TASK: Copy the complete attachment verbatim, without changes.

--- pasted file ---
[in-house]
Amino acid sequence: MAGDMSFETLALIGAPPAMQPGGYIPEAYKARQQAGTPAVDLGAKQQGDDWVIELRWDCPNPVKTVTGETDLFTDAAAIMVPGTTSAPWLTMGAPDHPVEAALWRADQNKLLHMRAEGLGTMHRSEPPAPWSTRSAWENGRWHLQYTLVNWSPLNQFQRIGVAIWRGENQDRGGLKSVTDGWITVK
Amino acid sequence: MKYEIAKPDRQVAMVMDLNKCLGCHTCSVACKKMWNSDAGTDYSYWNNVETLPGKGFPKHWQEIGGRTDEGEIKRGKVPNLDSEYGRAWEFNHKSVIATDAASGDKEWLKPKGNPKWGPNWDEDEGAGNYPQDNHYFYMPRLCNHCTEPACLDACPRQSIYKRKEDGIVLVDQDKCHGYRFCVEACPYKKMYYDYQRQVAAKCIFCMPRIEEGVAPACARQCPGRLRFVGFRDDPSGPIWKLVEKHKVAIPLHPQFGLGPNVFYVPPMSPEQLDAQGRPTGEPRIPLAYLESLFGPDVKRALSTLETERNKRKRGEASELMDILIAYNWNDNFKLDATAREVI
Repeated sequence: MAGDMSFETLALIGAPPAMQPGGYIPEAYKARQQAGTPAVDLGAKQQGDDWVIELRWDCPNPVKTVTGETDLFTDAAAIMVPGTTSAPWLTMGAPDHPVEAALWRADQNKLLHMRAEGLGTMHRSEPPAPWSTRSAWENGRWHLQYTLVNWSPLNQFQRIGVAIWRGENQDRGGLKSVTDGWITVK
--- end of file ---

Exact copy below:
[in-house]
Amino acid sequence: MAGDMSFETLALIGAPPAMQPGGYIPEAYKARQQAGTPAVDLGAKQQGDDWVIELRWDCPNPVKTVTGETDLFTDAAAIMVPGTTSAPWLTMGAPDHPVEAALWRADQNKLLHMRAEGLGTMHRSEPPAPWSTRSAWENGRWHLQYTLVNWSPLNQFQRIGVAIWRGENQDRGGLKSVTDGWITVK
Amino acid sequence: MKYEIAKPDRQVAMVMDLNKCLGCHTCSVACKKMWNSDAGTDYSYWNNVETLPGKGFPKHWQEIGGRTDEGEIKRGKVPNLDSEYGRAWEFNHKSVIATDAASGDKEWLKPKGNPKWGPNWDEDEGAGNYPQDNHYFYMPRLCNHCTEPACLDACPRQSIYKRKEDGIVLVDQDKCHGYRFCVEACPYKKMYYDYQRQVAAKCIFCMPRIEEGVAPACARQCPGRLRFVGFRDDPSGPIWKLVEKHKVAIPLHPQFGLGPNVFYVPPMSPEQLDAQGRPTGEPRIPLAYLESLFGPDVKRALSTLETERNKRKRGEASELMDILIAYNWNDNFKLDATAREVI
Repeated sequence: MAGDMSFETLALIGAPPAMQPGGYIPEAYKARQQAGTPAVDLGAKQQGDDWVIELRWDCPNPVKTVTGETDLFTDAAAIMVPGTTSAPWLTMGAPDHPVEAALWRADQNKLLHMRAEGLGTMHRSEPPAPWSTRSAWENGRWHLQYTLVNWSPLNQFQRIGVAIWRGENQDRGGLKSVTDGWITVK